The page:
Project Overview :
Natural selection from the gene up: The work of Elizabeth Dahlhoff and Nathan Rank
by the Understanding Evolution team
The evidence that natural selection shapes life on Earth is overwhelming. We see it everywhere in nature: from the pure white fur of the Arctic fox that provides camouflage in its frosty home, to the fluted body of the barrel cactus that allows it to stockpile water in the arid desert. Such adaptations are almost as elegant as natural selection itself. Natural selection is the inevitable outcome of the basic characteristics of life: 1) inheritance — that organisms pass traits on to their offspring, 2) variation — that some of these traits vary from individual to individual, and 3) selection — that some traits allow an organism to reproduce more than others. In any system with inheritance, variation, and selection, the process of natural selection will necessarily occur over time and produce organisms with adaptations. The elegant beauty of natural selection, along with all the supporting evidence we see in nature, explain why biologists accept natural selection as a key process of evolution. And yet, examples of adaptation that are fully understood at all levels—from their genetic basis, up to how they play out in the wild — are rare. That's because convincingly demonstrating natural selection in action is a feat, requiring a combination of lab work and field work, as well as knowledge and skills from a variety of biological disciplines.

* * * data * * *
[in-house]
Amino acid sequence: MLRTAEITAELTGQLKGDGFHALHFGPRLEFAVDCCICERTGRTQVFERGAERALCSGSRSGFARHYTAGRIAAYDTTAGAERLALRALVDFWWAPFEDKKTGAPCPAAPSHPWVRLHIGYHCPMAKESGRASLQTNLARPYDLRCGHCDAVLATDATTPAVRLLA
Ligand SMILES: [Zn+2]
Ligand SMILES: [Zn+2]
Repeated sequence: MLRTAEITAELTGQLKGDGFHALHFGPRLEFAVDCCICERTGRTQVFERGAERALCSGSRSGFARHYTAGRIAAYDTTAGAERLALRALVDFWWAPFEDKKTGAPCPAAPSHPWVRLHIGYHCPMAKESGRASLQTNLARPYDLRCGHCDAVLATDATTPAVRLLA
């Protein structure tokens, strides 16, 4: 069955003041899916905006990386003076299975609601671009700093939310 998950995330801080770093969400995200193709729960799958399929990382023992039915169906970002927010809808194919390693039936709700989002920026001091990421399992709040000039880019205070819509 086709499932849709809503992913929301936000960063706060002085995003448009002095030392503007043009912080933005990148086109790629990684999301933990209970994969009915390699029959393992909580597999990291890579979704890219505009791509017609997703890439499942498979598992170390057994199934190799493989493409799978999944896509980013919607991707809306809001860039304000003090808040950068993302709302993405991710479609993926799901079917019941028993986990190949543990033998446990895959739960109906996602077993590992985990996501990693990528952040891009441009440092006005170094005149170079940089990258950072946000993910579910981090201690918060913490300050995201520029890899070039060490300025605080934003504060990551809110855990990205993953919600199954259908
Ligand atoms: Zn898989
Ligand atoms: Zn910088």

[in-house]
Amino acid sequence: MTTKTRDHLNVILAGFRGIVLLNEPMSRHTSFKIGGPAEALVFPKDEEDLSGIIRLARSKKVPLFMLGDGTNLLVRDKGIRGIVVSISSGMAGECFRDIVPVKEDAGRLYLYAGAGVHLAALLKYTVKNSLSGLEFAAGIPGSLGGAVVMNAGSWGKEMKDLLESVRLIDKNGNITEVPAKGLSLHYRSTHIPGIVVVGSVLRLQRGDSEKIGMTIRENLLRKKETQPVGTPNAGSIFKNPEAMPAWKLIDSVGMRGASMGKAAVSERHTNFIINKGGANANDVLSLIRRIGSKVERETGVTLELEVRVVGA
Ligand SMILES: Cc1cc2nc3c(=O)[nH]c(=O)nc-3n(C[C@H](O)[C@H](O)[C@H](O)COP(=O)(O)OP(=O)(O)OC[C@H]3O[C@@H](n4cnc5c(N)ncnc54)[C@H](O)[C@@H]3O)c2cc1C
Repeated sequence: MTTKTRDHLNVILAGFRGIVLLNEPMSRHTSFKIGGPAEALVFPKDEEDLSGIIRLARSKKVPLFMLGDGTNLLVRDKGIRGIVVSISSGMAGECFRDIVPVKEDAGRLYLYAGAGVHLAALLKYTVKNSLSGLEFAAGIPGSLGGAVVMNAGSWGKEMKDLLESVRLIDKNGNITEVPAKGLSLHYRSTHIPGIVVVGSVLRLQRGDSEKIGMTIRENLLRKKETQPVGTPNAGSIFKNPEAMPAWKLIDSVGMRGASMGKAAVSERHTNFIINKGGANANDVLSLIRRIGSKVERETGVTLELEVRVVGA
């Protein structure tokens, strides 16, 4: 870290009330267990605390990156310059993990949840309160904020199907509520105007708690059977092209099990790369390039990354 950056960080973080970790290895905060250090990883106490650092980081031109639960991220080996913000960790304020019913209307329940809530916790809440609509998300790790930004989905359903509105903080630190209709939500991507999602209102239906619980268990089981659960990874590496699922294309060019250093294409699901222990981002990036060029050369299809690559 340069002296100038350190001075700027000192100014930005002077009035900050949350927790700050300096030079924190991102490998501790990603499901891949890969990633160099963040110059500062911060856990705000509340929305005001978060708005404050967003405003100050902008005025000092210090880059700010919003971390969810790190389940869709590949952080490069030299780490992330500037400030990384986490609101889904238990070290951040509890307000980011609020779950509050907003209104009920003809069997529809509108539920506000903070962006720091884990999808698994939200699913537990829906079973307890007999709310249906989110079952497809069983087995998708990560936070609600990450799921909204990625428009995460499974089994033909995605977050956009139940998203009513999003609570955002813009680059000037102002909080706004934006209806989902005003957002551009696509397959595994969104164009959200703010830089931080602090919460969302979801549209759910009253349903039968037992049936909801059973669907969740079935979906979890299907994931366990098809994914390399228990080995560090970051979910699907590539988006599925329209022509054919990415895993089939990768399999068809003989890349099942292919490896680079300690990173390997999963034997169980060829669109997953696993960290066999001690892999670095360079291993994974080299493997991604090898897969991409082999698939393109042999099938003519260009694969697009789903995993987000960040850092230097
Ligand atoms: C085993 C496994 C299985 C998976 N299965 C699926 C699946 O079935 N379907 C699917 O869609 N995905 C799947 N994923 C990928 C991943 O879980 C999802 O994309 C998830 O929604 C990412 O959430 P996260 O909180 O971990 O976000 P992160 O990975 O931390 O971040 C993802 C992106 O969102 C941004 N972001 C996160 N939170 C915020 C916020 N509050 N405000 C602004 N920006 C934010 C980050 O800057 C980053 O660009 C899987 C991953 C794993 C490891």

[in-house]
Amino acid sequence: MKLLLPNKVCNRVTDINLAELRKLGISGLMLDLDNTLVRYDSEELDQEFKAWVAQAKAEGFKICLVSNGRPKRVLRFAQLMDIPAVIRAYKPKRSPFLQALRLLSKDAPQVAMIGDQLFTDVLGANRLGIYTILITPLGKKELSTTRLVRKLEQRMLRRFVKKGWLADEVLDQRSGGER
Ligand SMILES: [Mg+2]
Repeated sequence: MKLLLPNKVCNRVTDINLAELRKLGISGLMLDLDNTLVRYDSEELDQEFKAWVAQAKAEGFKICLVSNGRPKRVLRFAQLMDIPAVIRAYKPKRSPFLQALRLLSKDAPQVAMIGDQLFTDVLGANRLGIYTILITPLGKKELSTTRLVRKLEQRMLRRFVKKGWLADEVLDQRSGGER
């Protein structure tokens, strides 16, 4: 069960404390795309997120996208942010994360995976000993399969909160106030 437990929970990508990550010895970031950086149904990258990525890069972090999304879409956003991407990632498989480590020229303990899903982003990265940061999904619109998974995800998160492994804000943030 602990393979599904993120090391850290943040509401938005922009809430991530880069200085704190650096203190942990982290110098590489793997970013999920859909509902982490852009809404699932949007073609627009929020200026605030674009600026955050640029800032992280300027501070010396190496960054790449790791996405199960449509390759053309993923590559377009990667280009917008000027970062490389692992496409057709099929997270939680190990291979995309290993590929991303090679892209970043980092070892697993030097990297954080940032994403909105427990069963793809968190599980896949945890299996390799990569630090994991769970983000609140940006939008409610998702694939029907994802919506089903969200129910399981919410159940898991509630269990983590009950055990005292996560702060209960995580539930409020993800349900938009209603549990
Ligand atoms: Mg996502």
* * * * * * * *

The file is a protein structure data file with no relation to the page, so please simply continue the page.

Left to right: Professor Elizabeth Dahlhoff, photo courtesy of Elizabeth Dahlhoff; Adult willow leaf beetles on willow tree, photo by Nathan Rank; Professor Nathan Rank, photo courtesy of Nathan Rank
Elizabeth Dahlhoff and Nathan Rank have spent the last 20 years working out one of these rare examples, in an unassuming but intriguing insect, the willow leaf beetle, Chrysomela aeneicollis. This insect lives in cool climates in western North America, including high in the Sierra Nevada mountain range, where Elizabeth and Nathan study them. The results of their investigations not only provide a clear picture of how natural selection operates right now, right outside, but also how wild places will be transformed in the future as they are increasingly impacted by human-caused climate change.